This isn't my story, but it is my life. Like many others who navigate life alongside family members who suffer, I suffered, too.
When I was four years old, my father found out he had myasthenia gravis. At the time, I did not know what that illness meant or what it was.
I was five years old when he was rushed to the hospital. He had gone into a myasthenic crisis, which happens when your muscles get too weak to help you breathe. His heart stopped for about four minutes. Within a few minutes, his heart started again.
A miracle, many say, but I didn't know about this miracle until I was 10 because the second I saw my father in that ambulance, I ran away.
I was five years old, and I didn't understand what was going on. All I knew was that I was scared. I ran to my cousin's house and there I closed my eyes and slept, wanting to hide until this nightmare was over. Only it wasn't a nightmare; it was my dad’s life and mine.
During the next three months my father would be in a hospital bed, and I don’t remember much from that year. All I remember is that when he finally got out, he was skinny and couldn't talk.
Depression, many people believe, doesn’t show up until later in life, but I was five years old, and I couldn’t feel any emotions. I was just there, seeing my life in the third person, and that went on for years. I was so young, and at that age, children are supposed to be having fun, but instead I was in a room praying to God for a miracle.
It took five years before I found out what happened that day the ambulance came and I ran away. My father explained to me that his heart had stopped for four minutes but he had been resuscitated, and in that moment my sadness turned into gratefulness. My father explained to me how, when he had died, he saw in his head a man in a beautiful garden, with trees and grass, telling him to breathe in and out. And like that he was living again.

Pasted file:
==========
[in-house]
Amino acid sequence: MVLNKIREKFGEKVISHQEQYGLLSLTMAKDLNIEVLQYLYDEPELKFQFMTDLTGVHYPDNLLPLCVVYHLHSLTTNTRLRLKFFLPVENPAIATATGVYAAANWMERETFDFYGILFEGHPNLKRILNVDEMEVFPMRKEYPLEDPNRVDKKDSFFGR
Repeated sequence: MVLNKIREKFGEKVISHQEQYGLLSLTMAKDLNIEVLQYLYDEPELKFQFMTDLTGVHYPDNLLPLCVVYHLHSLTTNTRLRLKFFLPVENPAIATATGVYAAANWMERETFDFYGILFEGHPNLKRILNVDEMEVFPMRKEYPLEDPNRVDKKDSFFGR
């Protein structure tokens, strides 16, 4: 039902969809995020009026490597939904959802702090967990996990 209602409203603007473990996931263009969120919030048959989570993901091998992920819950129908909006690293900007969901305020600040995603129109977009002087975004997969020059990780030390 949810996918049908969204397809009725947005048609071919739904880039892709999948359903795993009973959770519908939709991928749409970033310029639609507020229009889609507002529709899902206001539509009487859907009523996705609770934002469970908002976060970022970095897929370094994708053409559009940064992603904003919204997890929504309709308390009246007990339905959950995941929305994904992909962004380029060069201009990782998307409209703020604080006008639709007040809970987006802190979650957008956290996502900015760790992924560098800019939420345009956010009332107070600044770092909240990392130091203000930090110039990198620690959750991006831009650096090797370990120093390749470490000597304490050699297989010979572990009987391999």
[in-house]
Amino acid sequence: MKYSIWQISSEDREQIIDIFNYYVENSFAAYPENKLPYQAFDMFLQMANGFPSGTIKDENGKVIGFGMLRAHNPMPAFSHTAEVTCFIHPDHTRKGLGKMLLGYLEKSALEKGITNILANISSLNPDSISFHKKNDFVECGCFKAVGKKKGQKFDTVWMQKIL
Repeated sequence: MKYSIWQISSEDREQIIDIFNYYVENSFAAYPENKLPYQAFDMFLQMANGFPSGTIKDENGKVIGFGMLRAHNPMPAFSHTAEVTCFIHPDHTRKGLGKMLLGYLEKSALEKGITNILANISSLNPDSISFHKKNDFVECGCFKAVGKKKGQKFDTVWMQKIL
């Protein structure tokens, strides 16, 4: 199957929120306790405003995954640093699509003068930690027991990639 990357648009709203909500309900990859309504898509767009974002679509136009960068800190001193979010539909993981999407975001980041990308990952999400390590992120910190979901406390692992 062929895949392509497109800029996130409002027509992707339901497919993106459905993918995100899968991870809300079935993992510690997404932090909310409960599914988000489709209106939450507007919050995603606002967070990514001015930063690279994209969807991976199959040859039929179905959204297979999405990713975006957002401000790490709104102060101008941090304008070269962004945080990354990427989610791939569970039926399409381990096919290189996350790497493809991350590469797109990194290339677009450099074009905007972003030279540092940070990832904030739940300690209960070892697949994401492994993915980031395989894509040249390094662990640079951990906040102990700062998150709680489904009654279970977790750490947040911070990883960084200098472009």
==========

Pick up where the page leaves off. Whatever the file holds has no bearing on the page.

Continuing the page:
His story was a turning point for me. I saw the miracle of his life, and I knew I had to change my attitude toward this world. I had to enjoy and make the best of what I had. While I did not have a healthy father, I had him, and he was going to get better – I knew he was going to get better! And he did.
Now I try to be the best I can, in everything that I do for me and for him. He may have lost his voice, but he still has my voice, and I will use that voice to make a difference. I advocate for people with myasthenia gravis, as well as for health care reform, so that all Americans can access care.
I am not five years old anymore, and I've learned to love my life even though I have challenges. Experiencing childhood alongside a parent who is ill has taught me that life is too short to dwell on everything I don't have. I will laugh and sing and enjoy my life with my family because not everyone is given a second chance in this world.
Lizeth is a high school student in Southern California.